I really didn't think about the hub because anything with a mounting bolt is really hidden by the wheel. I'll have to check the wheel in the wide position.
Initially,I didn't see anywhere to attach on the hub,but like I stated,the wheel is hiding it,so I didn't pay much mind to them. I will study this closer.
The more I think about it,fooling witht the arm should be my last resort. I picked those because they are the most accessible,but will involve the most work.:unknown:

Can you afford to replace expensive parts if something goes wrong?
I see your point mj,but I would not attempt fooling with the arms,if I wasn't 100% sure of what I was going to do.


Greg
 

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No problem Greg, I got your back:lol:
 

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Hey Greg, keep us up to date on this. I am interested on what you come up with.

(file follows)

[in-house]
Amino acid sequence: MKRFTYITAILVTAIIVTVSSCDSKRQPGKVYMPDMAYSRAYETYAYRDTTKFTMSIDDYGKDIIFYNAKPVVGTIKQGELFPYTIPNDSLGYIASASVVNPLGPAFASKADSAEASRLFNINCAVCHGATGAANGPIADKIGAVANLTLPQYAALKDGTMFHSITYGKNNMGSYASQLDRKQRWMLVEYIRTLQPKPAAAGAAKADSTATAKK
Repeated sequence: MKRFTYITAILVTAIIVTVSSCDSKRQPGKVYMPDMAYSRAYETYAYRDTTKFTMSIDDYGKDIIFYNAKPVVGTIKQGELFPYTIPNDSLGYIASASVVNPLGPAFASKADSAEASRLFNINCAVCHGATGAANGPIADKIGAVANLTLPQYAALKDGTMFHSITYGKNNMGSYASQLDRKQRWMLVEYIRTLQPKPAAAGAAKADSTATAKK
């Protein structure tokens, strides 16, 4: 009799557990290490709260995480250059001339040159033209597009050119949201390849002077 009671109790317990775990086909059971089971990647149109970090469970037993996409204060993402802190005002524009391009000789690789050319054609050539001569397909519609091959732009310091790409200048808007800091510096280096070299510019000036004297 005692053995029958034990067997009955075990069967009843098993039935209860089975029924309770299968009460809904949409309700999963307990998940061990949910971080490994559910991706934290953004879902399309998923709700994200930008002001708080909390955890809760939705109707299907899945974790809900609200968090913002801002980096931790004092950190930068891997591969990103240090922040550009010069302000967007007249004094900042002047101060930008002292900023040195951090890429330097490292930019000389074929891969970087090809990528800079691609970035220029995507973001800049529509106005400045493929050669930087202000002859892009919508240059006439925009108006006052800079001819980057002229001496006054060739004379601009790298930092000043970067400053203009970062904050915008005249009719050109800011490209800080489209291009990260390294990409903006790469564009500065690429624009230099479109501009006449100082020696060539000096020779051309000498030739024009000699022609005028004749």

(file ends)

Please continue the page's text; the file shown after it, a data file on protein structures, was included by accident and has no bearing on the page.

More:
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Discussion Starter · #15 ·
Hey guys,here's an update.
Well,I'm still in the "figuring out" stage. I was able to check fit a couple different fenders,and so far,I am not a happy camper. What I had in mind of making is what I would call a 1/4 fender. So one trailer fender has plenty of area to produce two fenders,but the selection is very sparse. I figured on using a plain steel utility trailer type fender. I looked at the plastic ones,and personal taste,I don't care for them. My front tires are just about 8-1/4" wide,and I didn't want anything wider,but I wouldn't have a choice. The fender has to have a radius on both sides,and that is where the numbers to choose from really dwindle to just a few. Nine inches was as narrow as I was going to find with both sides radiused,and because of needing something to pretty much hug the tire,that is unacceptable. Another thing I didn't like was how flat across the width they are. I feel a crowned fender would look much better.